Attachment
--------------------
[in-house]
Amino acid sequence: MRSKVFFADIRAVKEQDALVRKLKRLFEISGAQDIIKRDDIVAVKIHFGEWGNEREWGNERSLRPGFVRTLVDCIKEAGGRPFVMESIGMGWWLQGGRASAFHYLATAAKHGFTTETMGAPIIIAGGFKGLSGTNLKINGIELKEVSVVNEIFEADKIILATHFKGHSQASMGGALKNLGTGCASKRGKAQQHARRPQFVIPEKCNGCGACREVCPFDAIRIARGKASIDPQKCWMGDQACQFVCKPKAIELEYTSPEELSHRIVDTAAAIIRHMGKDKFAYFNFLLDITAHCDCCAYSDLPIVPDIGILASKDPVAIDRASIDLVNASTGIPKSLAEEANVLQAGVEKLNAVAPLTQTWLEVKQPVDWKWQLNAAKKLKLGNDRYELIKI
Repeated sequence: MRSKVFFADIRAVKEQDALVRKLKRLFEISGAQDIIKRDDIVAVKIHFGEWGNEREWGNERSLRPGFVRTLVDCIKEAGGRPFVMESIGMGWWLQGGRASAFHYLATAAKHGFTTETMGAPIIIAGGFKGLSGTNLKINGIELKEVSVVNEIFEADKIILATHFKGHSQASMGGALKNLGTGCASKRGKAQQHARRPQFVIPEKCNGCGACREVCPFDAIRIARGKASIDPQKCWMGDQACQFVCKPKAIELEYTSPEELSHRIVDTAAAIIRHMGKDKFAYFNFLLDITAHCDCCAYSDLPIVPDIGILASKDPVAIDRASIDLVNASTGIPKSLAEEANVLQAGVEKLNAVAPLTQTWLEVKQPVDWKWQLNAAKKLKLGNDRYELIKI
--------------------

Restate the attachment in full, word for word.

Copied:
[in-house]
Amino acid sequence: MRSKVFFADIRAVKEQDALVRKLKRLFEISGAQDIIKRDDIVAVKIHFGEWGNEREWGNERSLRPGFVRTLVDCIKEAGGRPFVMESIGMGWWLQGGRASAFHYLATAAKHGFTTETMGAPIIIAGGFKGLSGTNLKINGIELKEVSVVNEIFEADKIILATHFKGHSQASMGGALKNLGTGCASKRGKAQQHARRPQFVIPEKCNGCGACREVCPFDAIRIARGKASIDPQKCWMGDQACQFVCKPKAIELEYTSPEELSHRIVDTAAAIIRHMGKDKFAYFNFLLDITAHCDCCAYSDLPIVPDIGILASKDPVAIDRASIDLVNASTGIPKSLAEEANVLQAGVEKLNAVAPLTQTWLEVKQPVDWKWQLNAAKKLKLGNDRYELIKI
Repeated sequence: MRSKVFFADIRAVKEQDALVRKLKRLFEISGAQDIIKRDDIVAVKIHFGEWGNEREWGNERSLRPGFVRTLVDCIKEAGGRPFVMESIGMGWWLQGGRASAFHYLATAAKHGFTTETMGAPIIIAGGFKGLSGTNLKINGIELKEVSVVNEIFEADKIILATHFKGHSQASMGGALKNLGTGCASKRGKAQQHARRPQFVIPEKCNGCGACREVCPFDAIRIARGKASIDPQKCWMGDQACQFVCKPKAIELEYTSPEELSHRIVDTAAAIIRHMGKDKFAYFNFLLDITAHCDCCAYSDLPIVPDIGILASKDPVAIDRASIDLVNASTGIPKSLAEEANVLQAGVEKLNAVAPLTQTWLEVKQPVDWKWQLNAAKKLKLGNDRYELIKI